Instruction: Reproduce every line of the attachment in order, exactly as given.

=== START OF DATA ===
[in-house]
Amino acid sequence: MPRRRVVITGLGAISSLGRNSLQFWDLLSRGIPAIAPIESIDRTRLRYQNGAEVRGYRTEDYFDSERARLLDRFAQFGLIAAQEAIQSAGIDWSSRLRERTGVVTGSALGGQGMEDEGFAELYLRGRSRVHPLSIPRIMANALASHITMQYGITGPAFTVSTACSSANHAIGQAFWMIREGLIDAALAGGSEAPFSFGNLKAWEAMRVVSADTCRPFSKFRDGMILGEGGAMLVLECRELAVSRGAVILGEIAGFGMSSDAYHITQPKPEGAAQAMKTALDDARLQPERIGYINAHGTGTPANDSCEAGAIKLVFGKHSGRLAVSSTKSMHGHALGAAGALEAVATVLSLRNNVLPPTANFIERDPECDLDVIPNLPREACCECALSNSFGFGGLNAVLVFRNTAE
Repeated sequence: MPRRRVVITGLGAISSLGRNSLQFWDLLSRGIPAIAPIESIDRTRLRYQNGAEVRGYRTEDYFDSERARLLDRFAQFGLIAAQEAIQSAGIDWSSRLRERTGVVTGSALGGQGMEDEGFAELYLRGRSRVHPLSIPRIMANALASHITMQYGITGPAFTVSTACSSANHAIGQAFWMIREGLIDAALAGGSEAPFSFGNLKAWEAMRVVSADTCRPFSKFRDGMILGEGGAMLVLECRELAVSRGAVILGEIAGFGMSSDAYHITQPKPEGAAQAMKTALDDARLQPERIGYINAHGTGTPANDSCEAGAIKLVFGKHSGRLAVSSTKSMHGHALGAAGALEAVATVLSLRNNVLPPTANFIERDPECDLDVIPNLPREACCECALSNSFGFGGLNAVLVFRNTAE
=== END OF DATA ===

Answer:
[in-house]
Amino acid sequence: MPRRRVVITGLGAISSLGRNSLQFWDLLSRGIPAIAPIESIDRTRLRYQNGAEVRGYRTEDYFDSERARLLDRFAQFGLIAAQEAIQSAGIDWSSRLRERTGVVTGSALGGQGMEDEGFAELYLRGRSRVHPLSIPRIMANALASHITMQYGITGPAFTVSTACSSANHAIGQAFWMIREGLIDAALAGGSEAPFSFGNLKAWEAMRVVSADTCRPFSKFRDGMILGEGGAMLVLECRELAVSRGAVILGEIAGFGMSSDAYHITQPKPEGAAQAMKTALDDARLQPERIGYINAHGTGTPANDSCEAGAIKLVFGKHSGRLAVSSTKSMHGHALGAAGALEAVATVLSLRNNVLPPTANFIERDPECDLDVIPNLPREACCECALSNSFGFGGLNAVLVFRNTAE
Repeated sequence: MPRRRVVITGLGAISSLGRNSLQFWDLLSRGIPAIAPIESIDRTRLRYQNGAEVRGYRTEDYFDSERARLLDRFAQFGLIAAQEAIQSAGIDWSSRLRERTGVVTGSALGGQGMEDEGFAELYLRGRSRVHPLSIPRIMANALASHITMQYGITGPAFTVSTACSSANHAIGQAFWMIREGLIDAALAGGSEAPFSFGNLKAWEAMRVVSADTCRPFSKFRDGMILGEGGAMLVLECRELAVSRGAVILGEIAGFGMSSDAYHITQPKPEGAAQAMKTALDDARLQPERIGYINAHGTGTPANDSCEAGAIKLVFGKHSGRLAVSSTKSMHGHALGAAGALEAVATVLSLRNNVLPPTANFIERDPECDLDVIPNLPREACCECALSNSFGFGGLNAVLVFRNTAE